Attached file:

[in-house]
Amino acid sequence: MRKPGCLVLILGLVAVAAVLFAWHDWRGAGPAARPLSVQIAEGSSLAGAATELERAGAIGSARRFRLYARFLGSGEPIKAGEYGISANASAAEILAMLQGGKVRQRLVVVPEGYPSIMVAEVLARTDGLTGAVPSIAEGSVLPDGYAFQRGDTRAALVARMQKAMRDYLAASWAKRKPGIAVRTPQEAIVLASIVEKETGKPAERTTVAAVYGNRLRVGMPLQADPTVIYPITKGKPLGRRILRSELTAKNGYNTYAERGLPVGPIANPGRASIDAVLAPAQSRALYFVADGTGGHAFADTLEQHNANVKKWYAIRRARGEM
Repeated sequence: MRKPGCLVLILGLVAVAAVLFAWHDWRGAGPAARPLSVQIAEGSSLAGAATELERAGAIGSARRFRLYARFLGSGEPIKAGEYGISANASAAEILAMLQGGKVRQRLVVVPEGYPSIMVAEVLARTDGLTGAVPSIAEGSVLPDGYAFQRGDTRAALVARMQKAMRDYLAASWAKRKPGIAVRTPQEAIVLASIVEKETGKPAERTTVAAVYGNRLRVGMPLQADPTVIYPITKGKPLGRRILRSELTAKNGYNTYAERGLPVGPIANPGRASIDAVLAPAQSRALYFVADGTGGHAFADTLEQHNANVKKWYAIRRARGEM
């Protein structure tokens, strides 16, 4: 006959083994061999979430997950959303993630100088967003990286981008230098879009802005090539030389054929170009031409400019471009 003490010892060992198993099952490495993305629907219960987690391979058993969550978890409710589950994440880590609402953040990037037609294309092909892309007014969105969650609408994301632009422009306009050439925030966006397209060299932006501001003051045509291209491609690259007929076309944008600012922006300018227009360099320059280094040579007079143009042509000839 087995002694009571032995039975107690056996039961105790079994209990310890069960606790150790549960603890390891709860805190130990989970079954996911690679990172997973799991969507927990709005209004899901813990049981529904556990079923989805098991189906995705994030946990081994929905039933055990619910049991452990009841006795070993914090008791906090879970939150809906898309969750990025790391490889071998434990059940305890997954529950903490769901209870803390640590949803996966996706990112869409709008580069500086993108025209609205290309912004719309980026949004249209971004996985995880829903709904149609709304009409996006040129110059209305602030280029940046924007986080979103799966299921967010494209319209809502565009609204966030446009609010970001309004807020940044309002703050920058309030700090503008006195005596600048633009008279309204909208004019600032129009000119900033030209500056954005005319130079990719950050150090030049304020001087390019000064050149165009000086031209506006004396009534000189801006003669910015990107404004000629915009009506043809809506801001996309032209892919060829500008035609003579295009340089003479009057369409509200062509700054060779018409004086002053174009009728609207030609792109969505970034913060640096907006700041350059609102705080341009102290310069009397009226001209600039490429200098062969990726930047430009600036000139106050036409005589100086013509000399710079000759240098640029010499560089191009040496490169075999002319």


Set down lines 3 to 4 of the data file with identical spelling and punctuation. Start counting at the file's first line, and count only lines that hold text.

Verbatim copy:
Repeated sequence: MRKPGCLVLILGLVAVAAVLFAWHDWRGAGPAARPLSVQIAEGSSLAGAATELERAGAIGSARRFRLYARFLGSGEPIKAGEYGISANASAAEILAMLQGGKVRQRLVVVPEGYPSIMVAEVLARTDGLTGAVPSIAEGSVLPDGYAFQRGDTRAALVARMQKAMRDYLAASWAKRKPGIAVRTPQEAIVLASIVEKETGKPAERTTVAAVYGNRLRVGMPLQADPTVIYPITKGKPLGRRILRSELTAKNGYNTYAERGLPVGPIANPGRASIDAVLAPAQSRALYFVADGTGGHAFADTLEQHNANVKKWYAIRRARGEM
């Protein structure tokens, strides 16, 4: 006959083994061999979430997950959303993630100088967003990286981008230098879009802005090539030389054929170009031409400019471009 003490010892060992198993099952490495993305629907219960987690391979058993969550978890409710589950994440880590609402953040990037037609294309092909892309007014969105969650609408994301632009422009306009050439925030966006397209060299932006501001003051045509291209491609690259007929076309944008600012922006300018227009360099320059280094040579007079143009042509000839 087995002694009571032995039975107690056996039961105790079994209990310890069960606790150790549960603890390891709860805190130990989970079954996911690679990172997973799991969507927990709005209004899901813990049981529904556990079923989805098991189906995705994030946990081994929905039933055990619910049991452990009841006795070993914090008791906090879970939150809906898309969750990025790391490889071998434990059940305890997954529950903490769901209870803390640590949803996966996706990112869409709008580069500086993108025209609205290309912004719309980026949004249209971004996985995880829903709904149609709304009409996006040129110059209305602030280029940046924007986080979103799966299921967010494209319209809502565009609204966030446009609010970001309004807020940044309002703050920058309030700090503008006195005596600048633009008279309204909208004019600032129009000119900033030209500056954005005319130079990719950050150090030049304020001087390019000064050149165009000086031209506006004396009534000189801006003669910015990107404004000629915009009506043809809506801001996309032209892919060829500008035609003579295009340089003479009057369409509200062509700054060779018409004086002053174009009728609207030609792109969505970034913060640096907006700041350059609102705080341009102290310069009397009226001209600039490429200098062969990726930047430009600036000139106050036409005589100086013509000399710079000759240098640029010499560089191009040496490169075999002319």